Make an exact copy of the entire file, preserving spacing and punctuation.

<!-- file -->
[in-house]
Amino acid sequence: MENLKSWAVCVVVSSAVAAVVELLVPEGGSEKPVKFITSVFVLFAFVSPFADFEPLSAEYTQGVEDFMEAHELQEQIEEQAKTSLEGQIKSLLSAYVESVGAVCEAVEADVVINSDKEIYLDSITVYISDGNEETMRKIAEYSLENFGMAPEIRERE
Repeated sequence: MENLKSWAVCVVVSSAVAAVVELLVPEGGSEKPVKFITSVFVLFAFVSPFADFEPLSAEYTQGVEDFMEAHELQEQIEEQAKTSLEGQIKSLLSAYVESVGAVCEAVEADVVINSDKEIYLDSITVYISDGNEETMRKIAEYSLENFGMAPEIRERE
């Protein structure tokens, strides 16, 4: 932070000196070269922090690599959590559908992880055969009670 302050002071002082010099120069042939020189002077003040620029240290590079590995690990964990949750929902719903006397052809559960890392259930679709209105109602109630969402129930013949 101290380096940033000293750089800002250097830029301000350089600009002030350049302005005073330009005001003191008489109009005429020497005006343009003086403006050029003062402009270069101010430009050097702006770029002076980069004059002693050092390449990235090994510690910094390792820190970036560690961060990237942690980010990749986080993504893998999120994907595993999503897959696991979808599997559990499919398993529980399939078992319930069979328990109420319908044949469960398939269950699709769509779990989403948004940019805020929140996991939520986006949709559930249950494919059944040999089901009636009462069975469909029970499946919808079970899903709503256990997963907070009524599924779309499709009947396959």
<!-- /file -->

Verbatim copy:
[in-house]
Amino acid sequence: MENLKSWAVCVVVSSAVAAVVELLVPEGGSEKPVKFITSVFVLFAFVSPFADFEPLSAEYTQGVEDFMEAHELQEQIEEQAKTSLEGQIKSLLSAYVESVGAVCEAVEADVVINSDKEIYLDSITVYISDGNEETMRKIAEYSLENFGMAPEIRERE
Repeated sequence: MENLKSWAVCVVVSSAVAAVVELLVPEGGSEKPVKFITSVFVLFAFVSPFADFEPLSAEYTQGVEDFMEAHELQEQIEEQAKTSLEGQIKSLLSAYVESVGAVCEAVEADVVINSDKEIYLDSITVYISDGNEETMRKIAEYSLENFGMAPEIRERE
């Protein structure tokens, strides 16, 4: 932070000196070269922090690599959590559908992880055969009670 302050002071002082010099120069042939020189002077003040620029240290590079590995690990964990949750929902719903006397052809559960890392259930679709209105109602109630969402129930013949 101290380096940033000293750089800002250097830029301000350089600009002030350049302005005073330009005001003191008489109009005429020497005006343009003086403006050029003062402009270069101010430009050097702006770029002076980069004059002693050092390449990235090994510690910094390792820190970036560690961060990237942690980010990749986080993504893998999120994907595993999503897959696991979808599997559990499919398993529980399939078992319930069979328990109420319908044949469960398939269950699709769509779990989403948004940019805020929140996991939520986006949709559930249950494919059944040999089901009636009462069975469909029970499946919808079970899903709503256990997963907070009524599924779309499709009947396959």